2007 Turkish Grand Prix review
Felipe Massa kept team mate Kimi Raikkonen at sword’s length for the entire race to repeat his triumph at the venue where he took his first victory last year.
But Lewis Hamilton’s title hopes took a knock when a tyre failure robbed him of a podium finish – letting team mate Fernando Alonso in to take third from him.
The dirty left-hand side of the Turkish Grand Prix start/finish line proved the undoing of the McLarens at the start. Kimi Raikkonen out-dragged Hamilton with ease and Alonso was mugged by both the BMWs.
Giancarlo Fisichella hit the brakes too late at the first corner and punted Jarno Trulli into a spin. The Toyota narrowly missed both Red Bulls and forced several cars off the track including the two Super Aguris.
Massa completed the first lap in the lead with Raikkonen behind and Hamilton a little further back. Kubica and Heidfeld were ahead of Alonso.
Fisichella had fallen back to 12th with Anthony Davidson right behind him, and Rubens Barrichello moved up to 16th from 21st.
The three leaders pulled away from Kubica’s BMW while Alonso tried in vain to pass Heidfeld.
There wasn’t much action going on at the front but Jenson Button was making headway from his starting position of last. He took Adrian Sutil for 18th on the second lap and then moved up to 17th.
Kubica was the first driver to pit with a very early stop on lap 12, switching from soft tyres to the harder compound.
At the front the Ferraris were able to lap fractionally quicker on the soft tyres than Hamilton could on the harder rubber. Raikkonen was easily able to keep within a second of Massa, while Hamilton had fallen 2.5s back.
Heidfeld pitted on lap 17 which gave Alonso a one-lap window of opportunity to pass the BMW. He duly delivered, and when he pitted on lap 18 he resumed ahead of Heidfeld, with Kubica further back having fallen behind the pair of them.
Raikkonen pitted on lap 18 with Alonso – but 16 seconds earlier, such was Alonso’s delay. Massa stopped on the next lap followed by Hamilton lap 20. The top three stayed in the same order but Hamilton came out closer to Raikkonen than before.
Massa also came out directly behind Kovalainen, who led for a lap and delayed the Ferrari momentarily.
But it didn’t matter – once Kovalainen had pitted on lap 21 Massa was able to stretch ahead. By lap 33 Raikkonen was 2.1s behind and Hamilton a further 3.7s down. Alonso had briefly begun to take a few tenths off Hamilton, but ran wide at turn eight and the gap stabilised at 14s.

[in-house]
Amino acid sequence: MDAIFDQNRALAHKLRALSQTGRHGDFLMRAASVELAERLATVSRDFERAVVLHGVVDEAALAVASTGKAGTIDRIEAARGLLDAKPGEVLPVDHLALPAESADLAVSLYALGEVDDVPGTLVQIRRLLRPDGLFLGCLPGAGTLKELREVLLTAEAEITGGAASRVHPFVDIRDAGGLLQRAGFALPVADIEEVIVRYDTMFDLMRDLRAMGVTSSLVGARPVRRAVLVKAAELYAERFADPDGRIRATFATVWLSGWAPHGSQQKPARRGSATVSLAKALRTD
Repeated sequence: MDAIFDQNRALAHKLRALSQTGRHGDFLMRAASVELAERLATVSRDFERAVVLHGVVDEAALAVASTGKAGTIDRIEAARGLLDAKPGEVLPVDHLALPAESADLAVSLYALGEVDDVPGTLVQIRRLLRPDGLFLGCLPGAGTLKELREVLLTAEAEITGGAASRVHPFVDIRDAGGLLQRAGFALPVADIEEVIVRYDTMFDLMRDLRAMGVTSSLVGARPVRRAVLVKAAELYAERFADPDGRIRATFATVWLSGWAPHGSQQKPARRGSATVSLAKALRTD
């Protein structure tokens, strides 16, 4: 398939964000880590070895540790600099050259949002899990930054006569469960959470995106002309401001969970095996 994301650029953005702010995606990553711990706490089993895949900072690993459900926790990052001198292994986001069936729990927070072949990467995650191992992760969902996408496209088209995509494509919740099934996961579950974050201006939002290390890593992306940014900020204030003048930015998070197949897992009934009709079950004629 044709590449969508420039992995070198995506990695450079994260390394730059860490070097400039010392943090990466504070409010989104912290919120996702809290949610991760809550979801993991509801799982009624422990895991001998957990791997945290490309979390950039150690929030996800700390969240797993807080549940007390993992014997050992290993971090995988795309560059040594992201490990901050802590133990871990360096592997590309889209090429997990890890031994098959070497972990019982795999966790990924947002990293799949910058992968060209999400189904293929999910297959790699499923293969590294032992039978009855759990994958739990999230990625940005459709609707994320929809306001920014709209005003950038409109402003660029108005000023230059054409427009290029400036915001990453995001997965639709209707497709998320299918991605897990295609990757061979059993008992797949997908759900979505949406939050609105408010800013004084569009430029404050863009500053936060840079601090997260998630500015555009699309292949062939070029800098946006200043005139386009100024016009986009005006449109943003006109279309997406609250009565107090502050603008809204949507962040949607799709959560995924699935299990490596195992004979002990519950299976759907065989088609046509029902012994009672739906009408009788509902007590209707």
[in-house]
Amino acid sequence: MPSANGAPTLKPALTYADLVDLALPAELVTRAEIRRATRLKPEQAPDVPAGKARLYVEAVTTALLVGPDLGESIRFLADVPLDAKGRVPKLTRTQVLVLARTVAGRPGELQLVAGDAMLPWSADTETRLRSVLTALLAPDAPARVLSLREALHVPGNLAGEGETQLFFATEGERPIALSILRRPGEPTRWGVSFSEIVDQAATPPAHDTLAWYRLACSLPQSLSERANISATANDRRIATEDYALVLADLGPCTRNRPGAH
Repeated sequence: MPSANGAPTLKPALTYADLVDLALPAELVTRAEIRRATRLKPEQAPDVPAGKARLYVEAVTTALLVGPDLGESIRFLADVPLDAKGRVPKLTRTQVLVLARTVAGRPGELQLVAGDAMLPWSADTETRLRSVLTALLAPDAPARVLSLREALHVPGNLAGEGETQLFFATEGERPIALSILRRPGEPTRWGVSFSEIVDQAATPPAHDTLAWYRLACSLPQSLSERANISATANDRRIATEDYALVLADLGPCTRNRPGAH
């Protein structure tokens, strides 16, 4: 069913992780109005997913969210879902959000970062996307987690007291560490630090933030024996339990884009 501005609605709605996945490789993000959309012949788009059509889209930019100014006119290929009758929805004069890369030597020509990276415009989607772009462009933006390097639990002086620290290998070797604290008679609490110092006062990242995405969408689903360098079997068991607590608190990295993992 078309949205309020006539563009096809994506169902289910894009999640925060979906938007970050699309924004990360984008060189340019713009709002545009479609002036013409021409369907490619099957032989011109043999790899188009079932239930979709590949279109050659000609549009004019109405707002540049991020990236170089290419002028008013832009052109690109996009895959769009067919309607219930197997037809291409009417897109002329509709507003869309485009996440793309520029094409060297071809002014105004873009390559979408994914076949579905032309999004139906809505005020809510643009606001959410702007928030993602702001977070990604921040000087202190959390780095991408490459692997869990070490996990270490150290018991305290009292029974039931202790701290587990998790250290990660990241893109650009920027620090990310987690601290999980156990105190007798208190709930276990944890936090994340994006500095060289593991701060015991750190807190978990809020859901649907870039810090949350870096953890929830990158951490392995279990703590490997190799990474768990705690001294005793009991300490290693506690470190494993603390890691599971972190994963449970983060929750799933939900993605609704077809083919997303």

Kovalainen came out of the pits ahead of Kubica whose unusual strategy did not seem to be helping him. The Pole also dropped behind Nico Rosberg.
Raikkonen suddenly caught team mate Massa as their pit stops drew close – cutting his team mate’s advantage to just 0.4s on lap 38 as they hit traffic. The Finn made his second pit stop on lap 41, and Massa came in on the next lap, holding the lead easily.
Hamilton was approaching his pit stop when on lap 43 his front right tyre exploded in the braking zone for turn nine. With the remains of the tyre flapping around he hobbled into the pits (where, ironically enough, Alonso was being serviced) to take on the softer compound tyres.
He came back out in fifth place having fallen behind Alonso and Heidfeld, and with a damaged front wing couldn’t do anything to catch the BMW. Meanwhile Kovalainen’s sixth-placed Renault drew ever closer.
Throughout the field there were cars in close company with each other but apparently incapable of passing. Kubica was within a second of seventh placed Rosberg and, further back, Trulli and Barrichello were stuck behind Vitantonio Liuzzi.
Massa cruised home to victory while Raikkonen repeated his trick from the Hungaroring of setting the fastest lap in the dying stages.
Heidfeld, fourth, added to his haul with Kovalainen sixth, right on the back of Hamilton’s McLaren at the line. Rosberg was an impressive seventh, bagging more precious points for Williams, and Kubica’s strategy left him eighth.
Fisichella finished outside the points and falls behind his junior team mate in the championship. Coulthard was tenth head of the last unlapped driver, Alexander Wurz.
Ralf Schumacher was 12th ahead of Button who drove a hard race for little reward. Davidson wasn’t able to move forward from his excellent qualifying performance and finished 14th.
The remaining finishers were Liuzzi, Trulli, Barrichello, Takuma Sato, Sebastian Vettel, Sakon Yamamoto and Adrian Sutil. The only driver to retire was Mark Webber – whose Red Bull failed on the ninth lap.
Precious little passing and only one moment of real drama.
Photos: Ferrari Media | GEPA / Bildagentur Kraeling | Spyker / Egmond | Charles Coates / LAT | Ferrari Media | DaimlerChrysler